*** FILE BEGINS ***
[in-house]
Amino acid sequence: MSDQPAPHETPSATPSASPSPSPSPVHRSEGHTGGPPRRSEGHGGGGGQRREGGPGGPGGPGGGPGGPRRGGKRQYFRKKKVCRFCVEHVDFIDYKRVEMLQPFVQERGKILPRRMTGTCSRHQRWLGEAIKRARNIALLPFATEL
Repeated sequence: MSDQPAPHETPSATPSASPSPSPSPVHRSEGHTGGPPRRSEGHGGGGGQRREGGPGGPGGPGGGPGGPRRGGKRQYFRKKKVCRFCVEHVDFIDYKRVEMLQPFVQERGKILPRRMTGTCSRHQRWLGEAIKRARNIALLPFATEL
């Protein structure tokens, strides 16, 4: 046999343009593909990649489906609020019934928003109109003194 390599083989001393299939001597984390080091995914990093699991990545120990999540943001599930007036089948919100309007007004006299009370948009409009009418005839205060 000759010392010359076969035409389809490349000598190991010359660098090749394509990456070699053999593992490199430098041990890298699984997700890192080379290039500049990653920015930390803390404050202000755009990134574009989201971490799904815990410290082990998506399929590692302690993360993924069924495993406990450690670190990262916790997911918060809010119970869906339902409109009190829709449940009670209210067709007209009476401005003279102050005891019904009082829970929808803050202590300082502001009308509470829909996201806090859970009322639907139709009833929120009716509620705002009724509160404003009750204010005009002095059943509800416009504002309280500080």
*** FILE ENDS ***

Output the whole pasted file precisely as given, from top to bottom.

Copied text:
[in-house]
Amino acid sequence: MSDQPAPHETPSATPSASPSPSPSPVHRSEGHTGGPPRRSEGHGGGGGQRREGGPGGPGGPGGGPGGPRRGGKRQYFRKKKVCRFCVEHVDFIDYKRVEMLQPFVQERGKILPRRMTGTCSRHQRWLGEAIKRARNIALLPFATEL
Repeated sequence: MSDQPAPHETPSATPSASPSPSPSPVHRSEGHTGGPPRRSEGHGGGGGQRREGGPGGPGGPGGGPGGPRRGGKRQYFRKKKVCRFCVEHVDFIDYKRVEMLQPFVQERGKILPRRMTGTCSRHQRWLGEAIKRARNIALLPFATEL
């Protein structure tokens, strides 16, 4: 046999343009593909990649489906609020019934928003109109003194 390599083989001393299939001597984390080091995914990093699991990545120990999540943001599930007036089948919100309007007004006299009370948009409009009418005839205060 000759010392010359076969035409389809490349000598190991010359660098090749394509990456070699053999593992490199430098041990890298699984997700890192080379290039500049990653920015930390803390404050202000755009990134574009989201971490799904815990410290082990998506399929590692302690993360993924069924495993406990450690670190990262916790997911918060809010119970869906339902409109009190829709449940009670209210067709007209009476401005003279102050005891019904009082829970929808803050202590300082502001009308509470829909996201806090859970009322639907139709009833929120009716509620705002009724509160404003009750204010005009002095059943509800416009504002309280500080």